In late January, I thought much of the concern about Covid-19 was exaggerated. After all, far more people in the U.S. die of healthcare-acquired infections every year than the reported cases at that time.
Was I wrong?
Worldwide, the number of deaths has still not surpassed the estimated 73,000 people who die of healthcare-acquired infections (HAIs) each year just in the U.S. Likely, it will, though.
The rapid spread of the virus is very different than a 12-month tally of HAIs. If not slowed, Covid-19 will overwhelm our healthcare system and use up all our resources.
A More Serious Threat
That’s why many of us have been ordered to shelter at home, and even quarantine if we think we’ve been exposed. As I publish this, my husband and I are on Day 12 of self-quarantine because we returned from a 15-day trip to Egypt to a customs nightmare at O’Hare airport March 14 on the first day of the travel ban.
Because Covid-19 impacts almost every person on earth and has the potential to crash healthcare systems in many countries, right now it is more a serious threat than HAIs.
Governments and hospitals around the world have taken steps to increase bed capacity, cancelling elective surgeries. They are also deploying hotels, field hospitals, and floating hospitals. Some are even constructing fast-track hospital-type buildings.
This is all well and good.
How the Healthcare Design Industry Can Respond
But how can the healthcare planning, design, and construction industry respond to avoid similar problems when another contagious virus comes along? Because there’s a lot of project work in the pipeline right now.
Here are three ideas that I’ve come across this week:
1. Plan for surge capacity
Design normal patient rooms and surgical suites so that they can be flexible to increase capacity and isolation during a pandemic or easily be converted to ICU beds. Think about how non-clinical spaces or former bed towers could also accommodate patients if needed.
Re-design emergency departments (ED) utilizing interchangeable containers for patient arrival spaces and docking stations for the modules on exterior walls.
2. Re-think waiting spaces
Very few healthcare facilities are designed for social distancing. And yet, people waiting side-by-side is a big part of what occurs in hospital EDs, ambulatory care centers, outpatient clinics, doctor’s offices, etc.
The ED in particular is ripe for design innovation when it comes to waiting. And some design innovation is happening — things like waiting nooks and waiting pods.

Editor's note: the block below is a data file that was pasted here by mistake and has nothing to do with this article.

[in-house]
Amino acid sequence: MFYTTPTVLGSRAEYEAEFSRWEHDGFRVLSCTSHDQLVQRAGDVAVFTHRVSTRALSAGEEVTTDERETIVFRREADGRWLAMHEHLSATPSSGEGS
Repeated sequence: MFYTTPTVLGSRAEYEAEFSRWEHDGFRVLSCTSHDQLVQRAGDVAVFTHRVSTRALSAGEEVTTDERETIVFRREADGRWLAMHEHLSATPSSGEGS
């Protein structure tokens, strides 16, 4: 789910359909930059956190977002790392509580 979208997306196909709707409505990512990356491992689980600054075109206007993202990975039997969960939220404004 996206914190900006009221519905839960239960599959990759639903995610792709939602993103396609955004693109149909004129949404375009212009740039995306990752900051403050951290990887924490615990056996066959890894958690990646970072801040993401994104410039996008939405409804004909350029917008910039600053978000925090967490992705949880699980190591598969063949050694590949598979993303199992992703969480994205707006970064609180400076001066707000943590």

3. Use more technology
Many hospitals are already using UVA technology to disinfect rooms, but this is still evolving. How about using more automation to ward off contagion?
Things like touch-less automatic doors, voice-activated elevators, hands-free light switches and temperature controls, or self-cleaning public bathrooms.
Who’s Going to Pay for It?
All this is expensive. Who is going to pay for it?
I like Modern Healthcare columnist Merrill Goozner’s idea for the U.S. government to create a grant and loan program modeled on the 1946 Hill-Burton act. Funds would be used to rebuild and remodel existing hospital and outpatient facilities to accommodate surge capacity.
However, I’d expand the bill to include funds for design features and technology that promote infection control. The $2 trillion aid package is expected to be passed by the U.S. Congress and signed by the president today doesn’t include any of that, but it is something our government leaders should consider in the near future.
And getting back to HAIs — I still think this is a serious problem that should be a priority for healthcare leaders around the globe. Unlike Covid-19, HAIs won’t subside.
They might decrease, but there isn’t a vaccination that will make HAIs go away.
For more about the three ideas I mentioned in this post, check out these articles:
“Is There a Silver Lining to Covid-19?” by Sheila Cahnman. Healthcare Design, March 16.
“How the Covid-19 Pandemic Will Change the Built Environment” by Alyssa Giacobbe. Architecture + Design, March 18.
“Help Hospitals Prepare for the Next Pandemic” by Merrill Goozner. Modern Healthcare, March 19.
“Designing Healthcare for Surge Capacity” by Randy Guillot, James Crispino, and Scot Latimer. Gensler’s blog.
“Rethinking the ED to Accommodate High-Risk Infectious Patients” by Frank Zilm. Healthcare Design, March 25.
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Photo: ID 175451800 © Kjetil Kolbjornsrud | Dreamstime.com